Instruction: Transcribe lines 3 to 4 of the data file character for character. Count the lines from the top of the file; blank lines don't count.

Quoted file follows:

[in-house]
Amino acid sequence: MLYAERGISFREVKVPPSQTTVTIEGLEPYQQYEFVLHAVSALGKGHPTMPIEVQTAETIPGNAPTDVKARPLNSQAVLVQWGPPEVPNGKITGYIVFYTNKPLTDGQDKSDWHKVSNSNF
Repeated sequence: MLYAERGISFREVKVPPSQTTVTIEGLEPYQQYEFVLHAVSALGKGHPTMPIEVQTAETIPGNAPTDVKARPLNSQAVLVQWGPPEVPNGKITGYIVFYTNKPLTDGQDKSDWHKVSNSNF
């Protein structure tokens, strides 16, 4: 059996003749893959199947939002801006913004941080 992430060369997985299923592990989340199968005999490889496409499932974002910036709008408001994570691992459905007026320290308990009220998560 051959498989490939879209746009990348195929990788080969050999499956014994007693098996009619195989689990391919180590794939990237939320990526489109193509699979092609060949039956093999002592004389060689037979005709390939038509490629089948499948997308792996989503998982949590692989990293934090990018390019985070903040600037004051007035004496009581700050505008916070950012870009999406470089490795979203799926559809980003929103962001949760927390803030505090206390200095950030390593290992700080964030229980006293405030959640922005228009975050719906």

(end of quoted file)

Repeated sequence: MLYAERGISFREVKVPPSQTTVTIEGLEPYQQYEFVLHAVSALGKGHPTMPIEVQTAETIPGNAPTDVKARPLNSQAVLVQWGPPEVPNGKITGYIVFYTNKPLTDGQDKSDWHKVSNSNF
């Protein structure tokens, strides 16, 4: 059996003749893959199947939002801006913004941080 992430060369997985299923592990989340199968005999490889496409499932974002910036709008408001994570691992459905007026320290308990009220998560 051959498989490939879209746009990348195929990788080969050999499956014994007693098996009619195989689990391919180590794939990237939320990526489109193509699979092609060949039956093999002592004389060689037979005709390939038509490629089948499948997308792996989503998982949590692989990293934090990018390019985070903040600037004051007035004496009581700050505008916070950012870009999406470089490795979203799926559809980003929103962001949760927390803030505090206390200095950030390593290992700080964030229980006293405030959640922005228009975050719906």